When Avedon went off to photograph fashion collections in Paris in 1947, he lent her his studio and an assistant. She continued her self-education and in short order landed an important account with a lingerie company. In its last issue, in May 1948, Junior Bazaar ran a seven-page portfolio of wedding photographs she had taken, titled “Happily Ever After.”
Ms. Bassman became highly sought after for her expressive portraits of slender, long-necked models advertising lingerie, cosmetics and fabrics. Her lingerie work in particular brought lightness and glamour to an arena previously known for heavy, middle-aged women posing in industrial-strength corsets.
“I had a terrific commercial life,” Ms. Bassman told The New York Times in 1997. “I did everything that could be photographed: children, food, liquor, cigarettes, lingerie, beauty products.”
Lillian Violet Bassman was born on June 15, 1917, in Brooklyn and grew up in the Bronx. Her parents, Jewish émigrés from Russia, allowed her a bohemian style of life, even letting her move in, at 15, with the man she would later marry, the documentary photographer Paul Himmel.
Ms. Bassman studied fabric design at Textile High School, a vocational school in the Chelsea section of Manhattan. After modeling for artists employed by the Works Progress Administration’s Federal Art Project and working as a muralist’s assistant, she took a night course in fashion illustration at Pratt Institute in Brooklyn.
She soon showed her work to Brodovitch, who was impressed. Waiving tuition, he accepted her into his Design Laboratory at the New School for Social Research, where she changed her emphasis from fashion illustration to graphic design.
Brodovitch took her on as his unpaid apprentice at Harper’s Bazaar in 1941, but desperate to earn money she left to become an assistant to the art director at Elizabeth Arden, whereupon Brodovitch anointed her his first paid assistant. Like her mentor, she was artistically daring. At Junior Bazaar, she experimented with abandon, treating fashion in a bold, graphic style and floating images in space.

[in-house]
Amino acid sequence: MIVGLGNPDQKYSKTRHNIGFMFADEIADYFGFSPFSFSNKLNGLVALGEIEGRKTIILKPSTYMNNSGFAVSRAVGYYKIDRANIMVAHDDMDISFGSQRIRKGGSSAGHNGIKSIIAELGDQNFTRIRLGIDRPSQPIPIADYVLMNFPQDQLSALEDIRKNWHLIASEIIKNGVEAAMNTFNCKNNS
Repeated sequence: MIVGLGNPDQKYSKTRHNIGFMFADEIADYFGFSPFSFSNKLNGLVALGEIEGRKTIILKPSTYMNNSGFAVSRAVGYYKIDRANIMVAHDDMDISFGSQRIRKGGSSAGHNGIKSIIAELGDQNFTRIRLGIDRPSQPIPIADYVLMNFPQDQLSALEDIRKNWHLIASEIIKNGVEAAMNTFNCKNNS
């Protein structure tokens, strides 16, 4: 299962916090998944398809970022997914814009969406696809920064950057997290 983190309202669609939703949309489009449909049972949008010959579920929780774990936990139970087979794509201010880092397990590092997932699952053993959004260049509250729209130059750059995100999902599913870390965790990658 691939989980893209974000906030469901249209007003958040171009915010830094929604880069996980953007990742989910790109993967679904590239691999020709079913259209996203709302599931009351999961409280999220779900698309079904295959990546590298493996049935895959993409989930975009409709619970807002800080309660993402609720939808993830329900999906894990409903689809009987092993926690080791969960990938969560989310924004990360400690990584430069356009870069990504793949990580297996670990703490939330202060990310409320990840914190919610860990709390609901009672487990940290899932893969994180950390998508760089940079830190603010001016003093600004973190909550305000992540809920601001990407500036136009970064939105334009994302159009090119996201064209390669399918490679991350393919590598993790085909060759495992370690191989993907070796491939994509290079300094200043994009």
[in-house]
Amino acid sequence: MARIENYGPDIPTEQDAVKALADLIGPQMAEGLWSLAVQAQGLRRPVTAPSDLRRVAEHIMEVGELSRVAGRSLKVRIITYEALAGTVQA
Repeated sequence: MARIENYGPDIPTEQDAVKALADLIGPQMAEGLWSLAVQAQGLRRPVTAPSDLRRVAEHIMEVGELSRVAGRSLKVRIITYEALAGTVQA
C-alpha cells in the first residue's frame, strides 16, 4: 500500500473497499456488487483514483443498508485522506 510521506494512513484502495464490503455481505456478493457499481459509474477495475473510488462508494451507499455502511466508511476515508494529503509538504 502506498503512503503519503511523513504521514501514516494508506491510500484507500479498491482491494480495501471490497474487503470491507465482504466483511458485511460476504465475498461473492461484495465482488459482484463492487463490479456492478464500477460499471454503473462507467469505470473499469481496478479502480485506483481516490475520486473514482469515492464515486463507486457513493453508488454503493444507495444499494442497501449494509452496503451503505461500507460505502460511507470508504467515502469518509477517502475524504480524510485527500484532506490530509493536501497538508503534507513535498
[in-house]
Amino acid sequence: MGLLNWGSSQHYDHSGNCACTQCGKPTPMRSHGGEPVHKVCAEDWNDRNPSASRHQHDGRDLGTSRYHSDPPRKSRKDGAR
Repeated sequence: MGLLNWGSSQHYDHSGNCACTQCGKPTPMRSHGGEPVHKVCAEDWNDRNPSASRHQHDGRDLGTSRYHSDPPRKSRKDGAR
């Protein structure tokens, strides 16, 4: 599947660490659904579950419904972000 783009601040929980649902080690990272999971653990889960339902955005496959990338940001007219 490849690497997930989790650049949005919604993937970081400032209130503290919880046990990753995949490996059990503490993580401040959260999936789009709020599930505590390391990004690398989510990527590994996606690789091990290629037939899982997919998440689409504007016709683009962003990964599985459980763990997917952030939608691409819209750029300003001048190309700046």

“One week we decided that we were going to do all green vegetables, so we had the designers make all green clothing, green lipstick, green hair, green everything,” she told Print magazine in 2006.
Her nonadvertising work appeared frequently in Harper’s Bazaar, and she developed close relationships with a long list of the era’s top models, including Barbara Mullen (her muse), Dovima and Suzy Parker.
The stylistic changes of the 1960s, however, left her cold. The models, too. “I got sick of them,” she told The Times in 2009. “They were becoming superstars. They were not my kind of models. They were dictating rather than taking direction.”
In 1969, disappointed with the photographic profession and her prospects, she destroyed most of her commercial negatives. She put more than 100 editorial negatives in trash bags, putting them aside in her converted carriage house on the Upper East Side of Manhattan. She soon forgot all about them.
By the mid-1970s, she was out of the fashion world entirely and had begun focusing on her own work, taking large-format Cibachrome photographs of glistening fruits, vegetables and flowers, pictures of cracks in the city streets and distorted male torsos based on photographs in bodybuilding magazines.
It was not until the early 1990s that Martin Harrison, a fashion curator and historian who was staying at her house, found the long-forgotten negatives. He encouraged her to revisit them.
Ms. Bassman took a fresh look at the earlier work. She began reprinting the negatives, applying some of the bleaching techniques and other toning agents with which she had first experimented in the 1940s, creating more abstract, mysterious prints.
“In looking at them I got a little intrigued, and I took them into the darkroom, and I started to do my own thing on them,” she told The Times. “I was able to make my own choices, other than what Brodovitch or the editors had made.”
Her reinterpretations, as she called them, found a new generation of admirers. A full-fledged revival of her career ensued, with gallery shows and international exhibitions, including a joint retrospective at the Deichtorhallen museum in Hamburg with her husband and a series of monographs devoted to her photography.
A one-woman show at the Hamiltons Gallery in London, organized by Mr. Harrison in 1993, was followed by exhibitions at the Carrousel du Louvre in Paris and an assignment from The New York Times Magazine to cover the haute couture collections in Paris in 1996. She completed her last fashion assignment for German Vogue in 2004.
Mr. Himmel died in 2009, having abandoned photography in his late 50s to become a psychiatric caregiver in the city’s hospitals and later a psychiatrist in private practice. Besides her son, the editor in chief of Abrams Books, she is survived by a daughter, Liza Himmel, known as Lizzie; two grandchildren; and a step-grandchild.
Ms. Bassman’s work has been published in “Lillian Bassman” (1997) and “Lillian Bassman: Women” (2009). A new book, “Lillian Bassman: Lingerie,” is to be published by Abrams on April 1.